Roma agree to forgo four months’ wages, other Serie A sides accept reductions

Cagliari-Roma 3-4: Kalinic, Kluivert e Mkhitaryan rilanciano i ...

Serie A side AS Roma have agreed to go without four months’ salary to help the club through the crisis caused by the COVID-19 pandemic. This comes as elsewhere in Italy’s top-flight, Juventus, Parma and Caglari have all accepted reductions.

Tomorrow marks seven weeks since the 2019-20 Serie A season was suspended indefinitely, as the coronavirus pandemic forced the country into lockdown.

It’s unknown if or when the season can resume, though Roma revealed in a statement today that players will forego the wages they were due to receive between March and the season’s scheduled end in June. No European country has been affected worse by the coronavirus than Italy, with 23,600 people confirmed dead (correct: April 19, 7pm).

In addition, players will top up the wages of other club employees who were placed on the Italian government’s social safety net scheme to ensure they received their regular monthly income as normal. The club’s management are set to give up an undisclosed percentage of their earnings, too.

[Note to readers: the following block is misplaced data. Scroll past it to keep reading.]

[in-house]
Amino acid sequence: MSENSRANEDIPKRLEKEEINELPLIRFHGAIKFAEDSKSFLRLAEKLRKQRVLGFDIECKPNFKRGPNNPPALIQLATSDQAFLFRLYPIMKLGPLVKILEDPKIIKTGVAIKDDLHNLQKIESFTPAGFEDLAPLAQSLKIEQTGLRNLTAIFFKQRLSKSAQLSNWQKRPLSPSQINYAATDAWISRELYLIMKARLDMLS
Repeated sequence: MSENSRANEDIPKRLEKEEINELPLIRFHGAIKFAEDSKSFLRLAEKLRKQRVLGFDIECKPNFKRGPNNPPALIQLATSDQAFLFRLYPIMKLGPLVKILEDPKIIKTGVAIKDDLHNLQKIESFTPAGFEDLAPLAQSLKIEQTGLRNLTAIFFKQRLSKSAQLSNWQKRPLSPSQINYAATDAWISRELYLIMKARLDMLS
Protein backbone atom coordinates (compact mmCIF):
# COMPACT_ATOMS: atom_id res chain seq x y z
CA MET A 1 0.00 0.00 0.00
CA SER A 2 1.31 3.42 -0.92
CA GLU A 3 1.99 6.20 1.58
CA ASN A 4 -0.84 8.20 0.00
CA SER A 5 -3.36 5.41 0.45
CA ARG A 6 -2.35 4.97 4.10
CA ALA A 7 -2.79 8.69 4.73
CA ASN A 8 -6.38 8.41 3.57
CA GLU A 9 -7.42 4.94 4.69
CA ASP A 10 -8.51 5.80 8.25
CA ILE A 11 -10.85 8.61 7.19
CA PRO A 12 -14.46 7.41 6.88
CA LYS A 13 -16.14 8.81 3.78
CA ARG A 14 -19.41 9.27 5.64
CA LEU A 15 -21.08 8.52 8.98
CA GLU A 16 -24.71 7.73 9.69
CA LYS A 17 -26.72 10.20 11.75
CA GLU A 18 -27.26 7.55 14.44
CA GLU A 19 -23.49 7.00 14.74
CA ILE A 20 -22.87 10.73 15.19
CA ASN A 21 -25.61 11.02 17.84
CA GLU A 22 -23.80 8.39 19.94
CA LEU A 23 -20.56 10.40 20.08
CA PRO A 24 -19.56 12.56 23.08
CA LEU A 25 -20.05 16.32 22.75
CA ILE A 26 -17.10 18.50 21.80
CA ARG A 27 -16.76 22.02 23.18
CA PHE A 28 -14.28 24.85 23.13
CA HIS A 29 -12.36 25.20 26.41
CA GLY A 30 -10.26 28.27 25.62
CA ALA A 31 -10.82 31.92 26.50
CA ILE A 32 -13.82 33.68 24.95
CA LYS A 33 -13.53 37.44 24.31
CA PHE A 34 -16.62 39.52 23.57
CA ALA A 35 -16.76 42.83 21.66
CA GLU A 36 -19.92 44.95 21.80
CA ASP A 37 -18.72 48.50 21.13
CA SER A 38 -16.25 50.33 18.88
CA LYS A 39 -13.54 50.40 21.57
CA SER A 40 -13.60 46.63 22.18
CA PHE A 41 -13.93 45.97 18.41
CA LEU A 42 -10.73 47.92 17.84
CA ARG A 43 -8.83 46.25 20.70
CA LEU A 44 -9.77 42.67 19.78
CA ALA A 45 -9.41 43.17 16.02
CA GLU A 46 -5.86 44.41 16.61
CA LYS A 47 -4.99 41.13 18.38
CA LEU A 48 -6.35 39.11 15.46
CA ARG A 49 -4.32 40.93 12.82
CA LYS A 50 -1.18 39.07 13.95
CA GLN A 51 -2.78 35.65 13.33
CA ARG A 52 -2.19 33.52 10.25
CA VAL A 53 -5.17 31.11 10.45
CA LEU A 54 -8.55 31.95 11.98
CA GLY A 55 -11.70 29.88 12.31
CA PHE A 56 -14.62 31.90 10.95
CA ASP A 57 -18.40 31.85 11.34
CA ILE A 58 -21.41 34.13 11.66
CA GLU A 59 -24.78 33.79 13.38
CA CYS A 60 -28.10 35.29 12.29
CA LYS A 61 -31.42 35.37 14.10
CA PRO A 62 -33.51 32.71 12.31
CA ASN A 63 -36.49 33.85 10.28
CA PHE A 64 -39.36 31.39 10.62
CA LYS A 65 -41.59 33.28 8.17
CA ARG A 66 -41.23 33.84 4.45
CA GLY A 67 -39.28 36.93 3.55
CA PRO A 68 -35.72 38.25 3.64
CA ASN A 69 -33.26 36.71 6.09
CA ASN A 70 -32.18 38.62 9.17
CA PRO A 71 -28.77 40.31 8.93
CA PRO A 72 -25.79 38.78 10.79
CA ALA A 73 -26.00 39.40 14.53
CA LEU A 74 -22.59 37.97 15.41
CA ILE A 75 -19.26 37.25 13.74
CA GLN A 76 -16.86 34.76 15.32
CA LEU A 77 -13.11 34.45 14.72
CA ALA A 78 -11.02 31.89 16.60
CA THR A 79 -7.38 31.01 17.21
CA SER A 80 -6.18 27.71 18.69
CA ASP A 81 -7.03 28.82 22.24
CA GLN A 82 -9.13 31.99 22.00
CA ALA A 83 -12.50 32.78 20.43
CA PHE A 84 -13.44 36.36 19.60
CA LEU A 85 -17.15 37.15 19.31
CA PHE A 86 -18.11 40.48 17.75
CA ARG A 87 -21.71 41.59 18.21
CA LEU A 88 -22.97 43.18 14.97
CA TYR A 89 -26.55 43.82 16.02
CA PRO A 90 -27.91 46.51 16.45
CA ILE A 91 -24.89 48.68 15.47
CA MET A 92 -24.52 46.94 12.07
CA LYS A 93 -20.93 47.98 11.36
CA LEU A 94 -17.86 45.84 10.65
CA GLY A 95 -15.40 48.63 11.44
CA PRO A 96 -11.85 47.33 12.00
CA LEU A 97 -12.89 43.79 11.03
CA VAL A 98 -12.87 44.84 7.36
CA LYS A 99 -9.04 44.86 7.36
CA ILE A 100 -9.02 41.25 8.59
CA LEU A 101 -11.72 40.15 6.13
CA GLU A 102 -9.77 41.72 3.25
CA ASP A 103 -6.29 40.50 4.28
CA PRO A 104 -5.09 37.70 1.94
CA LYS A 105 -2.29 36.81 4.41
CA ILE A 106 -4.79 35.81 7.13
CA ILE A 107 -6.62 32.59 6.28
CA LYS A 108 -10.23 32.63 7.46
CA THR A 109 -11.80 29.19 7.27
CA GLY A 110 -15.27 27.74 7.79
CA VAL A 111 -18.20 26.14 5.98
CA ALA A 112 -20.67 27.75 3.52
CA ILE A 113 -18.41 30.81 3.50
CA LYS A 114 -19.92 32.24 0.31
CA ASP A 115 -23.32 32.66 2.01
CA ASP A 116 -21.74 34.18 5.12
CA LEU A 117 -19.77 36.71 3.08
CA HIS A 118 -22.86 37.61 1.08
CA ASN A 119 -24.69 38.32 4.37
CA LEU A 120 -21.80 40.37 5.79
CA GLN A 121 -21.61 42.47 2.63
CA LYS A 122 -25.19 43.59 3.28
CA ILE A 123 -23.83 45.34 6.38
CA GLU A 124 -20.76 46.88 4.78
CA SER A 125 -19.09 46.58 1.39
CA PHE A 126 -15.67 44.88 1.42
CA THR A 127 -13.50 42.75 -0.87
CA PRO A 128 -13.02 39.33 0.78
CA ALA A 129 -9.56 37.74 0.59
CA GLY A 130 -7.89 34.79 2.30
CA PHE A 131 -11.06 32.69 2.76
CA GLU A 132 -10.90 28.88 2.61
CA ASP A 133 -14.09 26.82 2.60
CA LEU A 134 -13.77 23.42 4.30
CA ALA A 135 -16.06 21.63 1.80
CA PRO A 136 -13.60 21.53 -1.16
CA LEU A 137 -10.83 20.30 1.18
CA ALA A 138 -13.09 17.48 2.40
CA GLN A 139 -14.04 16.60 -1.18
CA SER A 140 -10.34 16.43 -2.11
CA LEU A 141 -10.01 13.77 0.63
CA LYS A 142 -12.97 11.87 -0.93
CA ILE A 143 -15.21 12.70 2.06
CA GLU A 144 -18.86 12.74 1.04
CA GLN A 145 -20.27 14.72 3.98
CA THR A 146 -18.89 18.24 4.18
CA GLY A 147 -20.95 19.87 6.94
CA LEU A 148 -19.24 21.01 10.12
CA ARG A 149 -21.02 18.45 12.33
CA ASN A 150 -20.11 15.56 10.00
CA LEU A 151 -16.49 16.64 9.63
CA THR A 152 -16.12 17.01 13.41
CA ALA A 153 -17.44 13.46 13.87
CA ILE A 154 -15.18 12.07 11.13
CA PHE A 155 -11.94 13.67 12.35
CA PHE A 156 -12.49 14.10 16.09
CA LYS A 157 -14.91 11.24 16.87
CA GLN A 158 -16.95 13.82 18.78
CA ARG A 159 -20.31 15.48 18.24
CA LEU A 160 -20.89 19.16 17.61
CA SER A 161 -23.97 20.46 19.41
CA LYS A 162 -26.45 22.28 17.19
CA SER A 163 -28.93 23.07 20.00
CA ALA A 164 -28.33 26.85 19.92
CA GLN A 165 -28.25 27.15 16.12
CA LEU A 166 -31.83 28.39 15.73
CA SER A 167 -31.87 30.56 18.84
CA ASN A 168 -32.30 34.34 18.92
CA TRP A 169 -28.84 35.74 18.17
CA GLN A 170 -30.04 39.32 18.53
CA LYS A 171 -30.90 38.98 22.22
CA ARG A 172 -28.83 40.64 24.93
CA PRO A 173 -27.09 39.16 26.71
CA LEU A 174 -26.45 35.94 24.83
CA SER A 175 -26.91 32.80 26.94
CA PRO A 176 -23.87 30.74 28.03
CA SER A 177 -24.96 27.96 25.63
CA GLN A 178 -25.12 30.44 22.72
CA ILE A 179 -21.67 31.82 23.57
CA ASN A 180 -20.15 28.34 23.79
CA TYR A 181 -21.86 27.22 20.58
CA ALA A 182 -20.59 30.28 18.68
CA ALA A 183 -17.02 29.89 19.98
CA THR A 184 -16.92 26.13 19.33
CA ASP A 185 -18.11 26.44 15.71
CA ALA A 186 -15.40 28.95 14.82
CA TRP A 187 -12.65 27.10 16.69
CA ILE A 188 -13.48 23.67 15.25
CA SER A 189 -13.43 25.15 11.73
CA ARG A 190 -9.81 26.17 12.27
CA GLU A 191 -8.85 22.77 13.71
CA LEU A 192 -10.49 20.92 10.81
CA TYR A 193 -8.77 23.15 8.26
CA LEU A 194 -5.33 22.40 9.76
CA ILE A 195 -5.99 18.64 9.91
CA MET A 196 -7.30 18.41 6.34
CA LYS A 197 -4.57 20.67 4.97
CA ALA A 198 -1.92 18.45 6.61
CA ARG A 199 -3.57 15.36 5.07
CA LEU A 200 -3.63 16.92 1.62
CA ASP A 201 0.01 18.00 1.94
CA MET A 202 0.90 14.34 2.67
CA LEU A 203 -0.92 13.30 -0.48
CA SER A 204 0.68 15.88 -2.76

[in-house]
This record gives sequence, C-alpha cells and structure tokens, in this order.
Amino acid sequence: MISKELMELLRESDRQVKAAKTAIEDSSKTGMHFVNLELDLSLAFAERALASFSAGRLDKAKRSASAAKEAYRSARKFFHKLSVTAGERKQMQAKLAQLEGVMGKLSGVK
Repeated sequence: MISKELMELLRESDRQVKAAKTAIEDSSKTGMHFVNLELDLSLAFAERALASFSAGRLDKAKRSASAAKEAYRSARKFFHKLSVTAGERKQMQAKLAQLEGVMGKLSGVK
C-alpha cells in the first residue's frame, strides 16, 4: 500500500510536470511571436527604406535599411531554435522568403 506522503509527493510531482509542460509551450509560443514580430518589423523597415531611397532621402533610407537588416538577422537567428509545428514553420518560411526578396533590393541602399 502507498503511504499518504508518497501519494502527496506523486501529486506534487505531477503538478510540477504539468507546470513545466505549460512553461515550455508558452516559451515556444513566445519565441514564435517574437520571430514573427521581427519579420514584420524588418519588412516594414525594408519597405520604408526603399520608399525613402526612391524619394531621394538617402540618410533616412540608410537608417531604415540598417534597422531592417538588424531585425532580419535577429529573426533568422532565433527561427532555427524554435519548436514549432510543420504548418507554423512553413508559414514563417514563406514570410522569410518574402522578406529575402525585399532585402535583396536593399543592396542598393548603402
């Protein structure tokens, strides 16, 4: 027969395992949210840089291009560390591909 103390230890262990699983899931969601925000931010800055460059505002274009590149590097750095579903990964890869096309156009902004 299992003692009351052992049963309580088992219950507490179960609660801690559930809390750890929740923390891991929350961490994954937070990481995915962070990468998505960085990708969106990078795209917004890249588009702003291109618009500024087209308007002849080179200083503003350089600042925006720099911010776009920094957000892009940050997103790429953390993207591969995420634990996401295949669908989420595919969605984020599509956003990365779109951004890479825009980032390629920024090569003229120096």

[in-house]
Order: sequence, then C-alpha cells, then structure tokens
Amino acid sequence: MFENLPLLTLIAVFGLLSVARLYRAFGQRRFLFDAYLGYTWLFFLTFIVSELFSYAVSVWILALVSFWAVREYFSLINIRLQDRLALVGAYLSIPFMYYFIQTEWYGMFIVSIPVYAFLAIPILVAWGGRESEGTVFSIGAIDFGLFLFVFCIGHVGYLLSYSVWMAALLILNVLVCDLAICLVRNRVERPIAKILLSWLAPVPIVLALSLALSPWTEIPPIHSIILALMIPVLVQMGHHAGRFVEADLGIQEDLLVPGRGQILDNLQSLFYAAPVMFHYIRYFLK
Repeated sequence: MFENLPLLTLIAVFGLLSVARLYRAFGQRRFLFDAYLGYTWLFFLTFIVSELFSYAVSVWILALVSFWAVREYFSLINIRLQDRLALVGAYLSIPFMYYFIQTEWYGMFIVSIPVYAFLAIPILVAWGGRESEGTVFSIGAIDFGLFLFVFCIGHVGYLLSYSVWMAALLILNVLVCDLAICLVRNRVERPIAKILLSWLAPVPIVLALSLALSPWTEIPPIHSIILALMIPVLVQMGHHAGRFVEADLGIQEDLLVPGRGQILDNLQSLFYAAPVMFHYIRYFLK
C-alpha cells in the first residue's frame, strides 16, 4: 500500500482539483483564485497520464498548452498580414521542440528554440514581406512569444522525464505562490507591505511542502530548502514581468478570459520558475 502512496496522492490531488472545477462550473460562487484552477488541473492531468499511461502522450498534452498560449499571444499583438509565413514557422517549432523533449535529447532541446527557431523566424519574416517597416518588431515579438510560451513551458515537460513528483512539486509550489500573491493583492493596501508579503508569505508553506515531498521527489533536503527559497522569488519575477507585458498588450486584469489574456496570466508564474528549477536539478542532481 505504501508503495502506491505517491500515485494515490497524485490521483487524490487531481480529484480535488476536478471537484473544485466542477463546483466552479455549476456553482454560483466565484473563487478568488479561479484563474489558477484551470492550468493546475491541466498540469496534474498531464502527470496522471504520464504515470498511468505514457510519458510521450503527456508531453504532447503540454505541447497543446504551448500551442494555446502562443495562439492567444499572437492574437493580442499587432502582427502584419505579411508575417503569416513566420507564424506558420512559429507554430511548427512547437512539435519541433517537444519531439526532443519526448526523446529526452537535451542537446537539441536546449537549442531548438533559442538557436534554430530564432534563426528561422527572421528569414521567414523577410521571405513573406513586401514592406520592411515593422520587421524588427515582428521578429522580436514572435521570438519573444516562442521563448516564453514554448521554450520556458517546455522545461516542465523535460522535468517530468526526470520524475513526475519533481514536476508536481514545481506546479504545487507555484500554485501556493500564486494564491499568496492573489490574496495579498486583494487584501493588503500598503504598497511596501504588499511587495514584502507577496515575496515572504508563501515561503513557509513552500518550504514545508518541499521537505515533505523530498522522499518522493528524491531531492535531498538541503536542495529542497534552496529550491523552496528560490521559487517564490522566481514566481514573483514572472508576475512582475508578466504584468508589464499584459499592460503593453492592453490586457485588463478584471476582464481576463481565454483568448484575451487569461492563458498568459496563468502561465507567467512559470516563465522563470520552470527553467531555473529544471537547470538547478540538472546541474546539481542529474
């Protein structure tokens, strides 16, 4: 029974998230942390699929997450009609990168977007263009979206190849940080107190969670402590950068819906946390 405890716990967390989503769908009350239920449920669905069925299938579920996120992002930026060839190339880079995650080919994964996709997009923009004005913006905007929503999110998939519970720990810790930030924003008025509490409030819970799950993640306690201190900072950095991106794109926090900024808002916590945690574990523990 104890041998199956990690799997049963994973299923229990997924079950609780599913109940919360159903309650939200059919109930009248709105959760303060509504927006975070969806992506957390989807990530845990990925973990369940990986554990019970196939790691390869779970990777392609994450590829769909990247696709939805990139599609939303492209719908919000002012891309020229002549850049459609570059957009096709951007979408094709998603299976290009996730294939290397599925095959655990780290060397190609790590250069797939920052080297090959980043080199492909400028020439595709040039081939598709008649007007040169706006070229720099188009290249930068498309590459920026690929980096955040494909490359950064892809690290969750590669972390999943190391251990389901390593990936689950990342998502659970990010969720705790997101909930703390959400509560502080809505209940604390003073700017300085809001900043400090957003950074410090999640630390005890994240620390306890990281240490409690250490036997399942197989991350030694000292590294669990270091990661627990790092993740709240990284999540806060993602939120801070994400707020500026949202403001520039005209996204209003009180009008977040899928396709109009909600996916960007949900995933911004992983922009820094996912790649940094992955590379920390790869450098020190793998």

As quoted by the club’s chief executive Guido Fienga: “We always talk about unity at Roma and in volunteering to cut their salaries for the rest of the season, the players, coach and his staff have all proved that we really are in this together.

[Club captain] Edin Dzeko, all the players and [coach] Paulo Fonseca have demonstrated they understand what this club stands for and we also thank them all for their superb gesture towards the club’s employees.”

READ: Juventus cut player wages, expect more NBA-style trades after COVID-19

After I reported last month that Juve players agreed to wage reductions, other Serie A clubs have followed suit – Cagliari and Parma.

Roma also reveal future plans, should season resume

However, a recommendation that similar cuts are made for all top-flight clubs was rejected by the players’ union, who argued that those at smaller clubs are less able to afford such reductions.

Roma said if the current campaign resumes and is completed, players agreed an incentive-based plan to be paid “subject to the achievement of certain sporting objectives”.

After three successive league defeats in February, Paulo Fonseca’s men were unbeaten in four and had progressed into the Europa League last-16 after a 2-1 aggregate victory over Gent, where they would have played La Liga side Sevilla.

They sat fifth after 26 league matches this term on 45 points, three behind Champions League newcomers Atalanta in the final UCL qualification berth and a further six adrift of third-placed Inter.

The players reportedly told Fiengo in a letter that they were ready to start playing as soon as possible, while also realising the seriousness of the current emergency and how the economic consequences need to be handled effectively.

“With the hope of doing something that will help the company to better restart the Roma project that we all share, we offer this financial proposal.”

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